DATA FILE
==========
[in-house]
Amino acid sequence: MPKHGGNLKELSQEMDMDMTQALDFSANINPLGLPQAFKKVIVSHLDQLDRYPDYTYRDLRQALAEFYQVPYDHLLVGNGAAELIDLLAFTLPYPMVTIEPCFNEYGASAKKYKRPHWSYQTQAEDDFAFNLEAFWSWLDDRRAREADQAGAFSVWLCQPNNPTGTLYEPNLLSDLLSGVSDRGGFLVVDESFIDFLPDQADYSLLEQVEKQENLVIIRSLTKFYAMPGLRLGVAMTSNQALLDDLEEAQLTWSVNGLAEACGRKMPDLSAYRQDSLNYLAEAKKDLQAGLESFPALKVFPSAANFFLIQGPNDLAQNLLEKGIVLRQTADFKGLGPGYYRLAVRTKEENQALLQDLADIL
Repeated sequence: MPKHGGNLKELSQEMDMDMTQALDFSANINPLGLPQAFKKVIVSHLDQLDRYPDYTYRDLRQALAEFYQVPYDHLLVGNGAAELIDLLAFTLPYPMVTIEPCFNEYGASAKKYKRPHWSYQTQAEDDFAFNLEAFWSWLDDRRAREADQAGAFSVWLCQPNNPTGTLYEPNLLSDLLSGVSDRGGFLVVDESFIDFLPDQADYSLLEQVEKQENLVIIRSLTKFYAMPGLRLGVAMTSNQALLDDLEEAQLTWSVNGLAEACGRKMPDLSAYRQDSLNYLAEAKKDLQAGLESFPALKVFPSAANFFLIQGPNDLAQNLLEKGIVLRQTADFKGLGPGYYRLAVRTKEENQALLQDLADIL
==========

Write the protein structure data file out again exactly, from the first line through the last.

[in-house]
Amino acid sequence: MPKHGGNLKELSQEMDMDMTQALDFSANINPLGLPQAFKKVIVSHLDQLDRYPDYTYRDLRQALAEFYQVPYDHLLVGNGAAELIDLLAFTLPYPMVTIEPCFNEYGASAKKYKRPHWSYQTQAEDDFAFNLEAFWSWLDDRRAREADQAGAFSVWLCQPNNPTGTLYEPNLLSDLLSGVSDRGGFLVVDESFIDFLPDQADYSLLEQVEKQENLVIIRSLTKFYAMPGLRLGVAMTSNQALLDDLEEAQLTWSVNGLAEACGRKMPDLSAYRQDSLNYLAEAKKDLQAGLESFPALKVFPSAANFFLIQGPNDLAQNLLEKGIVLRQTADFKGLGPGYYRLAVRTKEENQALLQDLADIL
Repeated sequence: MPKHGGNLKELSQEMDMDMTQALDFSANINPLGLPQAFKKVIVSHLDQLDRYPDYTYRDLRQALAEFYQVPYDHLLVGNGAAELIDLLAFTLPYPMVTIEPCFNEYGASAKKYKRPHWSYQTQAEDDFAFNLEAFWSWLDDRRAREADQAGAFSVWLCQPNNPTGTLYEPNLLSDLLSGVSDRGGFLVVDESFIDFLPDQADYSLLEQVEKQENLVIIRSLTKFYAMPGLRLGVAMTSNQALLDDLEEAQLTWSVNGLAEACGRKMPDLSAYRQDSLNYLAEAKKDLQAGLESFPALKVFPSAANFFLIQGPNDLAQNLLEKGIVLRQTADFKGLGPGYYRLAVRTKEENQALLQDLADIL